With Australian and global regulators calling on funds to incorporate climate risk into their overall risk framework, funds are focused on ensuring the companies they invest in do not drive up the net emissions of their overall portfolio.

But assessing whether companies will be resilient in a warmer, lower-carbon world is no simple task and requires a holistic approach that takes account of the risks across the entire value chain, says Jaime Ramos Martin (main picture), portfolio manager of the global equity team at Aviva Investors, who is responsible for managing the firm’s global climate transition strategy and global equity stewardship strategy.

While investors are actively reducing or ceasing investment in fossil fuels­­ and directing funds towards solutions such as renewable energy and other technologies to help mitigate climate change, this doesn’t go far enough, Ramos Martin says.

It is also important to direct investment towards the likely winners in a warmer, lower-carbon world: transition-orientated companies that are aware of the risks and adapting their business models.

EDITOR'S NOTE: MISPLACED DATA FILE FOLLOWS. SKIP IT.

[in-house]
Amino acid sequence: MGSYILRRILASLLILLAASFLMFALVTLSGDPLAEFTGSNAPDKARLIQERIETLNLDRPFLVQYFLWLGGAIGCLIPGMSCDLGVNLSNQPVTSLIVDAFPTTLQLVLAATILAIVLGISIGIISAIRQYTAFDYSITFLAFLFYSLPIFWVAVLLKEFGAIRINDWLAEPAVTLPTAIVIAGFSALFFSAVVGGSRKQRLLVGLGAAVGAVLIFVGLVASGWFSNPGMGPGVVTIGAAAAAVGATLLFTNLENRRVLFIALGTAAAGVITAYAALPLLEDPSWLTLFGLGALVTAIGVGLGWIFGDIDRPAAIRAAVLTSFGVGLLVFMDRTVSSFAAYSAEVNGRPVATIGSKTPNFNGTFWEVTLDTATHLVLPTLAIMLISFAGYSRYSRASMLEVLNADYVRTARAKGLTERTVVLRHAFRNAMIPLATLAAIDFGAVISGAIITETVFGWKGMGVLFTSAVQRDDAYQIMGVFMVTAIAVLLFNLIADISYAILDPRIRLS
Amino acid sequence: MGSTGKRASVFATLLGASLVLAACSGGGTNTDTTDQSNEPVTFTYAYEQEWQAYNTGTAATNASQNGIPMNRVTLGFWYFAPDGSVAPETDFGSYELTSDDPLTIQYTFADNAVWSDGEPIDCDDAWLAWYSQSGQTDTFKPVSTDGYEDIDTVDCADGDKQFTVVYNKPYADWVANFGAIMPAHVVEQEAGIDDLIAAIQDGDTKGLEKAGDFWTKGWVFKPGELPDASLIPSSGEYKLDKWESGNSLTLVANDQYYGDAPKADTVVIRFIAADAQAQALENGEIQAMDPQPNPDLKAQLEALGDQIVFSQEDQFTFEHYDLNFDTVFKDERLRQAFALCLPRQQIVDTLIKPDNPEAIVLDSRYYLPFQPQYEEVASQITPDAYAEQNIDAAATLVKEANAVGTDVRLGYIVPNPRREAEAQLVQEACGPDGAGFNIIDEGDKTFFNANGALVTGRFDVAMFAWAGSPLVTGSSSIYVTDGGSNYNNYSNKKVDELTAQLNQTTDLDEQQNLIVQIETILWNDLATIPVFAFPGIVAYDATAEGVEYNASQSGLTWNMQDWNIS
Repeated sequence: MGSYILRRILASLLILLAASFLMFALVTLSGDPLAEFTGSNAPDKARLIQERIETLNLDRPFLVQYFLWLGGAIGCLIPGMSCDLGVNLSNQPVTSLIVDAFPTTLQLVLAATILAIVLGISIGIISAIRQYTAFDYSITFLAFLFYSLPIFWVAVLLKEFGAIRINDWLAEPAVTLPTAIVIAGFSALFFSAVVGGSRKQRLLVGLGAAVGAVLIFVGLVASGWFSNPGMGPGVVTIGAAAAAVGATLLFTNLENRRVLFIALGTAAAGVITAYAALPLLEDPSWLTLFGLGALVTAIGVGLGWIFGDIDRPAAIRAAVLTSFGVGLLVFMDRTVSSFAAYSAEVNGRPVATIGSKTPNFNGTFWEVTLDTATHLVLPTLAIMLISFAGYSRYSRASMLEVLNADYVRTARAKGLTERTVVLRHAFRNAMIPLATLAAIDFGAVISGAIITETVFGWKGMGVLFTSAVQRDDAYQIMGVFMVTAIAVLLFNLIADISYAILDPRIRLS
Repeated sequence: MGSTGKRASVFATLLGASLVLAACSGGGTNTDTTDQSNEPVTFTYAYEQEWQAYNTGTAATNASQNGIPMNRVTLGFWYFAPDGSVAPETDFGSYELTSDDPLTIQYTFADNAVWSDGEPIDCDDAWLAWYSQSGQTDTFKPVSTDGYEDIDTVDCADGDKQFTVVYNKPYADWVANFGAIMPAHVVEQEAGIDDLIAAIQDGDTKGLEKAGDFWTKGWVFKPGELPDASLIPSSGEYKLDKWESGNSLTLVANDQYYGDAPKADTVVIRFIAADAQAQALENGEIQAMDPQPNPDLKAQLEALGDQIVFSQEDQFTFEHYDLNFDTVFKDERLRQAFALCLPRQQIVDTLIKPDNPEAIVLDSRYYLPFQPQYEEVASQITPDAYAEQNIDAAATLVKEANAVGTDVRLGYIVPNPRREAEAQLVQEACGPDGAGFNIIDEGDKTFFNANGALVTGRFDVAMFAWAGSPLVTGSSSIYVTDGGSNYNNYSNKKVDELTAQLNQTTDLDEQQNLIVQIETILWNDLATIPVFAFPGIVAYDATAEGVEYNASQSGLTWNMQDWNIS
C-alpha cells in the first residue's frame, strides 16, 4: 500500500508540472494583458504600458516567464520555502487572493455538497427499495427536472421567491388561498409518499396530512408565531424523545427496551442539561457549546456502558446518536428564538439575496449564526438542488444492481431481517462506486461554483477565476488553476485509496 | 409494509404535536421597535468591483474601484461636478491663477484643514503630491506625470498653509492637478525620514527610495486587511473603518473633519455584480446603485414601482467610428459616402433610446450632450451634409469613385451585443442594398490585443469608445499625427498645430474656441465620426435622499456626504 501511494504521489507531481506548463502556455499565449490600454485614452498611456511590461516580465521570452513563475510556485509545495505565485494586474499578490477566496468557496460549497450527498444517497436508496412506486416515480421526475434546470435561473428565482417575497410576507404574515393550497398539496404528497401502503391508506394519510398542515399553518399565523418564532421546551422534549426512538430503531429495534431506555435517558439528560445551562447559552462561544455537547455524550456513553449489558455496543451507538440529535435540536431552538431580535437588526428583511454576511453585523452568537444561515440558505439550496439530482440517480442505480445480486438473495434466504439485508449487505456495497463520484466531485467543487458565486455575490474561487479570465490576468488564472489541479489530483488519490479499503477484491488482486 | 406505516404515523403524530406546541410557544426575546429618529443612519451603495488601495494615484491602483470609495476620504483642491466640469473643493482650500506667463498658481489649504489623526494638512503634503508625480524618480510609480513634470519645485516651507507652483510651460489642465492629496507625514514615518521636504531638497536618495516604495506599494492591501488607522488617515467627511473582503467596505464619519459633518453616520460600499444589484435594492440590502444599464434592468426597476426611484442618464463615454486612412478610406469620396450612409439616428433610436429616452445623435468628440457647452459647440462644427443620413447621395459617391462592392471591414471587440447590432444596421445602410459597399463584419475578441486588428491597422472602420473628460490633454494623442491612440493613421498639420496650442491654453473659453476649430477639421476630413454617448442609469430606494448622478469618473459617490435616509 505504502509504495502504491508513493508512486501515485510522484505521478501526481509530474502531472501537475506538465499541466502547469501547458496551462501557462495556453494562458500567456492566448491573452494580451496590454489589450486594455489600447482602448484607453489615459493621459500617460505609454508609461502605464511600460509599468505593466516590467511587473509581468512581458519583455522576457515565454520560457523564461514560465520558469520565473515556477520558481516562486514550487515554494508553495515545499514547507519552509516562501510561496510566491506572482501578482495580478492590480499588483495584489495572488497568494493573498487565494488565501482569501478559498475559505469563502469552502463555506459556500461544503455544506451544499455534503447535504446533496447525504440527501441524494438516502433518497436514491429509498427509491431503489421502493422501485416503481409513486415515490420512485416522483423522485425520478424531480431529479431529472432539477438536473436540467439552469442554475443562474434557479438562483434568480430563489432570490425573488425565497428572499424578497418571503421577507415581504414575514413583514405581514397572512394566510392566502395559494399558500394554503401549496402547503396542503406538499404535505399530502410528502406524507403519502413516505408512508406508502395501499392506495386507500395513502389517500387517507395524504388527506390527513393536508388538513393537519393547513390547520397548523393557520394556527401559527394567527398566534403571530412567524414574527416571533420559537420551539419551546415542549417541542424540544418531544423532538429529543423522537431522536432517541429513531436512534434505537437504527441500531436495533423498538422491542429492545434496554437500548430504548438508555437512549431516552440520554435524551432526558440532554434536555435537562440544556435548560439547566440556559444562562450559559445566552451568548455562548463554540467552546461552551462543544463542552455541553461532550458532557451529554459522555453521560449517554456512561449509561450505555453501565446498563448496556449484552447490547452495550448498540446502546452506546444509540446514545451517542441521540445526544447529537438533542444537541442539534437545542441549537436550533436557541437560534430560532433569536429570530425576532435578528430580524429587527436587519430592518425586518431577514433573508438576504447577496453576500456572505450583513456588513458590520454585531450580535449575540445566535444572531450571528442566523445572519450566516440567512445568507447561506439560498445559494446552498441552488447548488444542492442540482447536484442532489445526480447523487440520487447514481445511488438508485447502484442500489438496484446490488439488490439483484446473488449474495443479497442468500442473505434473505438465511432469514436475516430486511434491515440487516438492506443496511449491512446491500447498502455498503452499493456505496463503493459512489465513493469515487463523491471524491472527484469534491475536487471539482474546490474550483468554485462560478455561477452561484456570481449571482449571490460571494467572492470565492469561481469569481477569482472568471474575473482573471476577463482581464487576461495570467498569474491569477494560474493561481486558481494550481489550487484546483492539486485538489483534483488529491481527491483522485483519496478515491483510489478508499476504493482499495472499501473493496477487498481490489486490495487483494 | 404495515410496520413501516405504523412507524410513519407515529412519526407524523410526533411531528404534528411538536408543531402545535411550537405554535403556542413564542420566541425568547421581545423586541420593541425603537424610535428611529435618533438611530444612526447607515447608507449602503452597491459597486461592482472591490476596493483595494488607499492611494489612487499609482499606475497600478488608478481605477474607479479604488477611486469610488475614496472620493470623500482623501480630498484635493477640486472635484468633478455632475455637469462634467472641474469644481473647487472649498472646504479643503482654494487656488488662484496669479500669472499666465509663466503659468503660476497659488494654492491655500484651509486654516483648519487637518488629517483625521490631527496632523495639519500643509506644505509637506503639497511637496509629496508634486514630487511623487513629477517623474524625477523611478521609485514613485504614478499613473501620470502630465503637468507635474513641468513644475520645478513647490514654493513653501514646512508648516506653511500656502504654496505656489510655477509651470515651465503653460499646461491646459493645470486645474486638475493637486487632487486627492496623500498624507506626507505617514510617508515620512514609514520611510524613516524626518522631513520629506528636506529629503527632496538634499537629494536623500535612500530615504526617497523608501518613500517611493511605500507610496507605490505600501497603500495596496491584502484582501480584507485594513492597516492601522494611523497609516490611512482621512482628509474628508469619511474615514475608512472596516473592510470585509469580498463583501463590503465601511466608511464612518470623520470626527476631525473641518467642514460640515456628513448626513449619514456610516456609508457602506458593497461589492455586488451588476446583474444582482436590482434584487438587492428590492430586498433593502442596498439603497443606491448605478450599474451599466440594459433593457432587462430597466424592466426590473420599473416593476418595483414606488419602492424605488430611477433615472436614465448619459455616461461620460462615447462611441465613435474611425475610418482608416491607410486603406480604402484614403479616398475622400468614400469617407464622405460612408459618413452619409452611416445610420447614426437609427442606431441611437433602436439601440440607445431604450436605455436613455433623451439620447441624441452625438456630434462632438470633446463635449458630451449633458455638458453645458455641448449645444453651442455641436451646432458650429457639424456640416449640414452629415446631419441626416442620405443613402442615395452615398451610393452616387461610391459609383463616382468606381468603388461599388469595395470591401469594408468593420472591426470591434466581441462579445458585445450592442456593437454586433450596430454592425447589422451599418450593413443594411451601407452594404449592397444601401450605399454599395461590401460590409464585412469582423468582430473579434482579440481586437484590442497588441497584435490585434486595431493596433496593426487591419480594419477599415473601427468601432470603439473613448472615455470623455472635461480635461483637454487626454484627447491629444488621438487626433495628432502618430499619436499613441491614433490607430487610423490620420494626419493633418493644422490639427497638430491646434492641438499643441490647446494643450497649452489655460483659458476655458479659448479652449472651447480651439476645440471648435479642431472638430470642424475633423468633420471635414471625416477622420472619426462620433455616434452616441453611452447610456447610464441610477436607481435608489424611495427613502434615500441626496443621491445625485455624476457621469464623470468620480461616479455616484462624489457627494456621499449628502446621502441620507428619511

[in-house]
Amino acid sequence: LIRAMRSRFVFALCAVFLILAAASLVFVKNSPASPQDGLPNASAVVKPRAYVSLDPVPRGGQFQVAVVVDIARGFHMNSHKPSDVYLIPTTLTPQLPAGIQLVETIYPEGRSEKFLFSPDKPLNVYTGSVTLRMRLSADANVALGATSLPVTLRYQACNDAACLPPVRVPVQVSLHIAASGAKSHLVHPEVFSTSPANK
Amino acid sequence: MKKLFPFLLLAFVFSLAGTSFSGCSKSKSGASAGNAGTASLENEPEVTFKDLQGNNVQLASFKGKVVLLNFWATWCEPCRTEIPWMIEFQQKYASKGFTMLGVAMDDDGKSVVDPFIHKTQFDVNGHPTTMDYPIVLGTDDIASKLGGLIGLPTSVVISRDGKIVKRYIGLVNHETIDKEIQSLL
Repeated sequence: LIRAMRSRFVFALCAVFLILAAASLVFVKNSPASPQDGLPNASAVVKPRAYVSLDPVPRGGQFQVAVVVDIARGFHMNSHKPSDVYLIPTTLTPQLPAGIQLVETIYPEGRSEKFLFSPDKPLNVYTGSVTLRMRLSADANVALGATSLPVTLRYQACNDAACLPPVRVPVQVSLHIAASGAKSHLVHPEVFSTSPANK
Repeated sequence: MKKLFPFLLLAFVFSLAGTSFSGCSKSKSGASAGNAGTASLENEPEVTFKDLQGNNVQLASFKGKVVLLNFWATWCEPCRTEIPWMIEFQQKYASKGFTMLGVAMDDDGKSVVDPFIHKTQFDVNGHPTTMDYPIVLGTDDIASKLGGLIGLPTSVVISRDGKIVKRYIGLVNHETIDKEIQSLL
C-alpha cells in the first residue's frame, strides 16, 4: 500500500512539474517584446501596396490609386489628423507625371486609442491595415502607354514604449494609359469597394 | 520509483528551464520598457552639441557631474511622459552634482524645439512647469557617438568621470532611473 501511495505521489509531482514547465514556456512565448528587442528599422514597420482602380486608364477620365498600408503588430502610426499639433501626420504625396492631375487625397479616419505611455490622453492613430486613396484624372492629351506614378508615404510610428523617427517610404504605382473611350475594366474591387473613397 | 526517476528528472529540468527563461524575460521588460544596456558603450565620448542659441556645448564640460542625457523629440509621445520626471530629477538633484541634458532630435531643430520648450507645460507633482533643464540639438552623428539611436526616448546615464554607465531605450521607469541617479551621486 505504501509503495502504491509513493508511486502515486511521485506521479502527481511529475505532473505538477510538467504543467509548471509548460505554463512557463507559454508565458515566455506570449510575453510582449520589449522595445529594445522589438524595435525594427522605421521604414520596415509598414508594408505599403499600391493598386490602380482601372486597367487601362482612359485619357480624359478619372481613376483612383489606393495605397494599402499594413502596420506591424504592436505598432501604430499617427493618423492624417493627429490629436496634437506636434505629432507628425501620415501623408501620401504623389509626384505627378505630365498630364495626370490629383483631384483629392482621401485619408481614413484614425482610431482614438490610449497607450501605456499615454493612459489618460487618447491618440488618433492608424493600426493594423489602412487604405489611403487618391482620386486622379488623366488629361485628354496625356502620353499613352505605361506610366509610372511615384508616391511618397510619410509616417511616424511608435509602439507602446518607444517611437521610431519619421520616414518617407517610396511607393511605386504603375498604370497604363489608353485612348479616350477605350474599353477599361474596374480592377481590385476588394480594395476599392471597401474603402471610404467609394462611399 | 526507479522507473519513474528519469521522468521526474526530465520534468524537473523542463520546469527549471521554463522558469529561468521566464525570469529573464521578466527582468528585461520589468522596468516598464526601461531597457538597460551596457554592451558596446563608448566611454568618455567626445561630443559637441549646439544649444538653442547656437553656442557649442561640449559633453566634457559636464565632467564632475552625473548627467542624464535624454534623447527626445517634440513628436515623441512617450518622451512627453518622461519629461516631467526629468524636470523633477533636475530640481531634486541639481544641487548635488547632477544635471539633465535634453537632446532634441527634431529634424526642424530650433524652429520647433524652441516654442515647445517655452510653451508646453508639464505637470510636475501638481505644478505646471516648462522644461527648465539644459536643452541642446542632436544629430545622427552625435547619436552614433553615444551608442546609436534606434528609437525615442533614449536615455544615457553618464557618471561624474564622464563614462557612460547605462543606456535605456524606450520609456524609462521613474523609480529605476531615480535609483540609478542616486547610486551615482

“Climate change will affect every single company in the world, and carbon emission unfortunately is present in every economic activity,” Ramos Martin says. “I cannot think of any commerce that has no carbon footprint. Therefore, we need to find a way to incorporate that risk and opportunity if you are ahead of others in changing your business model.”

Stepping in where financial markets are failing

Experts have pointed to the inability of financial markets to efficiently price the risk of climate change. Jillian Reid, Senior Responsible Investment Specialist at Mercer, says the lack of consistency in the approach companies take to pricing climate risk leaves plenty of room for investors to play a role.

“Our many conversations with the fund managers Mercer rates, as they prepare for the transition to a low or zero carbon scenario, suggests the majority of managers are incorporating climate risk into their analysis in some way,” says Reid. “However, there isn’t a single view on transition timing or physical damages impacts, and these differences present investor risks and opportunities.”

Mercer’s climate transition framework and Analytics for Climate Transition, launched in November 2020, focusses on a portfolio’s transition capacity, encouraging clients and appointed fund managers to not just look back to a company’s historical emissions, but to also look forward at whether companies are building capacity to transition and adapt.

Aviva Investors is directing resources to fundamental company analysis, linking its climate risk approach to its equity investment process and its well-research global opportunity set.